An Angel in New York: Adam Quinton



Adam Quinton is Founder/CEO of Lucas Point Ventures and an active investor in and advisor to early stage companies. His investments include The Muse, Rapt Media, VenueBook and Snaps. He recently served as Chief Financial Officer of NYC based cybersecurity company, Nopsec, another one of his investments.

Quinton is a Board member at Thrive Metrics. He serves on the Advisory Boards of executive search firm RSR Partners, and San Francisco-based SwoopTalent. He is a member of and/or advisor to several angel groups, including Astia Angel where he is a founding Angel and sits on the Astia Global Advisory Board. Astia is a San Francisco based organization which supports high growth women led companies in the US and abroad.

In the not-for-profit space, Quinton is on the Board at International House New York, and a member of the Executive Committee. He is also a Board member at the Center for Talent Innovation.

Adam has over 25 years of investing and management experience, most recently at Bank of America Merrill Lynch, where he was most recently Managing Director and head of Global Macro Research.

He has been a top ranked sell-side investment analyst in the UK, Asia, and the US.

Additionally, he is an Adjunct Professor at Columbia University’s School of International and Public Affairs, where he is a Capstone workshop advisor and member of the Management and Gender & Policy faculties.

Quinton holds a MA in Natural Sciences from Cambridge University and an MBA from Cass Business School, London.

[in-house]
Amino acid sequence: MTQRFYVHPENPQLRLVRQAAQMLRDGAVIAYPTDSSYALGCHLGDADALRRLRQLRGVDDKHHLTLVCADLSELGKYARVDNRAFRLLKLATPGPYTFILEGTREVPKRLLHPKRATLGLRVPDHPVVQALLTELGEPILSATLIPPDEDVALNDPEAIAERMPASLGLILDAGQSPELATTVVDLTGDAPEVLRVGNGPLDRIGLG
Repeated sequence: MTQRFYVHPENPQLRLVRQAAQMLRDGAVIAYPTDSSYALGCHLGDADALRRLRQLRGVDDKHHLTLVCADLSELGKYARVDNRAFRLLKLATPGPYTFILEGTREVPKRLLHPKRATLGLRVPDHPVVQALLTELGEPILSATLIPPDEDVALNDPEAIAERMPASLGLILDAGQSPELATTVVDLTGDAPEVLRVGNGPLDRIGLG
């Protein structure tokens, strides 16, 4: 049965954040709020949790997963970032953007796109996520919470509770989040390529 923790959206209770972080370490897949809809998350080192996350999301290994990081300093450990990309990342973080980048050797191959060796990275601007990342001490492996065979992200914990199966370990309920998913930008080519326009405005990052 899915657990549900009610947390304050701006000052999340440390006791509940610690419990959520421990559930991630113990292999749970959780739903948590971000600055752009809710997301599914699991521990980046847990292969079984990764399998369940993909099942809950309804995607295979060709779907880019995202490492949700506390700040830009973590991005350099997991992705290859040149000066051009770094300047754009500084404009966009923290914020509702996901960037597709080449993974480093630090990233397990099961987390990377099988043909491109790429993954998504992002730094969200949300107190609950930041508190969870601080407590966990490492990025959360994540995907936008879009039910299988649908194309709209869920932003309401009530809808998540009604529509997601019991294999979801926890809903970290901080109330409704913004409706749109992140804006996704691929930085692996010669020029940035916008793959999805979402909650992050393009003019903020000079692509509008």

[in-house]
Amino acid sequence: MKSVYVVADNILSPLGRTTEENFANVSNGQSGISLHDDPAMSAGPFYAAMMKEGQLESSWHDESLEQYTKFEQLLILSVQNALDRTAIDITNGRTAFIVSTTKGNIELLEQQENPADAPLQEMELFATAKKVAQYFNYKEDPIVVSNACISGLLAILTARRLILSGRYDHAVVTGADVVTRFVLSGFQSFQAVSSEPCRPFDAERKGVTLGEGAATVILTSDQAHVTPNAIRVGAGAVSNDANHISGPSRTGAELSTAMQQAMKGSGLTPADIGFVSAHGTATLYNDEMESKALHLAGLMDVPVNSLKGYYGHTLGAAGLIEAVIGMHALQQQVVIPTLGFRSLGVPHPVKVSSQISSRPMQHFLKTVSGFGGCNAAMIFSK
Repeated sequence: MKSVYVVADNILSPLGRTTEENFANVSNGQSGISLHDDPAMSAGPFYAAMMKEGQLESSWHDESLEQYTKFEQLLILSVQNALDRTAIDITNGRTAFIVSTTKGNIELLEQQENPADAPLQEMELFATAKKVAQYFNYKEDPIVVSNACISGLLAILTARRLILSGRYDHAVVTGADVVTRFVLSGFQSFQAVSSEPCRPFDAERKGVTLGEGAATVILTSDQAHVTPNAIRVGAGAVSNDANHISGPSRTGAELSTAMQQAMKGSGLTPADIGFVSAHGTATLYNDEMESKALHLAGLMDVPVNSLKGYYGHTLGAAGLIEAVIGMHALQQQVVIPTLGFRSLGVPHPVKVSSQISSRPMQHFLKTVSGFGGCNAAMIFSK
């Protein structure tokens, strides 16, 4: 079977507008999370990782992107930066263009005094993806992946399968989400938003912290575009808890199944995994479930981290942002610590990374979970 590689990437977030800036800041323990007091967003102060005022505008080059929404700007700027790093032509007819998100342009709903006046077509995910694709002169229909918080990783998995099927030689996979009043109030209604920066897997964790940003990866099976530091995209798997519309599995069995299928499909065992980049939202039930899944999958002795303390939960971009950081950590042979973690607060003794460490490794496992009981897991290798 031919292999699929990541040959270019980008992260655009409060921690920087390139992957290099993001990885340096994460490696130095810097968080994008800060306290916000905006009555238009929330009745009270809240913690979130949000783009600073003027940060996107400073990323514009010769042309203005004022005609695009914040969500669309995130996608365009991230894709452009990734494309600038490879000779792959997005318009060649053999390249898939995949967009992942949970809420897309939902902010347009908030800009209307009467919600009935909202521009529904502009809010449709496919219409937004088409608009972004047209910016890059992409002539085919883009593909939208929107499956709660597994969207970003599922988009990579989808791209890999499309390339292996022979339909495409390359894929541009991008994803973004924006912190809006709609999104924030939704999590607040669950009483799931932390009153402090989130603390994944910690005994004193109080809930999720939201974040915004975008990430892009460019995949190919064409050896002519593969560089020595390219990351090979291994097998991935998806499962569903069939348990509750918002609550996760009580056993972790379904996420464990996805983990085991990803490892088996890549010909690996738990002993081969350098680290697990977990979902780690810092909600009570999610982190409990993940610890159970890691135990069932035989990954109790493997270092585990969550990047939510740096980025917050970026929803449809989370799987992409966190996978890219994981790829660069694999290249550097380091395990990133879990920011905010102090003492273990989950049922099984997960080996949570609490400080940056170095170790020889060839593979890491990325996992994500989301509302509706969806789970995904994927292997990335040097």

Investment arms:
Lucas Point Ventures
Astia Angels, Founding Member

Selected Investments:

The Muse
Rapt Media
Thrive Metrics
Consensus Point
Hire and Esquire


Thrive Metrics
Astia Global Advisory Board
Center for Talent Innovation
International House New York

Social Media and Website:

Analyst to Angel

Memorable Quotes:

On investing: “As an investor, not a philanthropist, I generally like to see my money come back. Hopefully with a big multiplier. I am also well aware that mega successful “unicorns” are rare and that most exits (so where I get my money back) are acquisitions in the sub $100mn range. So as an investor exits are a legitimate area of interest to me!”

On exits: “Having a good handle on exits is important of itself, but it also tells me how thoughtful the entrepreneur is about her/his competitive environment. And crucially, who has a product gap that their business might address ie fit in to/add value to. This perspective can and should also drive strategic decisions, too. Simply put, with the M&A exit in mind, startups need to think “acquirer value” not “shareholder value”. ie what maximizes the value of the entity as seen from the perspective of a potential acquirer. In the tech space, the current industry giants have been the dominant M&A players – but increasingly there are opportunities for more creative “non standard” routes to exit.

About the author: John Zurz

John graduated from Queens College in 2013. A lifelong New Yorker he has had articles featured in both print and online publications.

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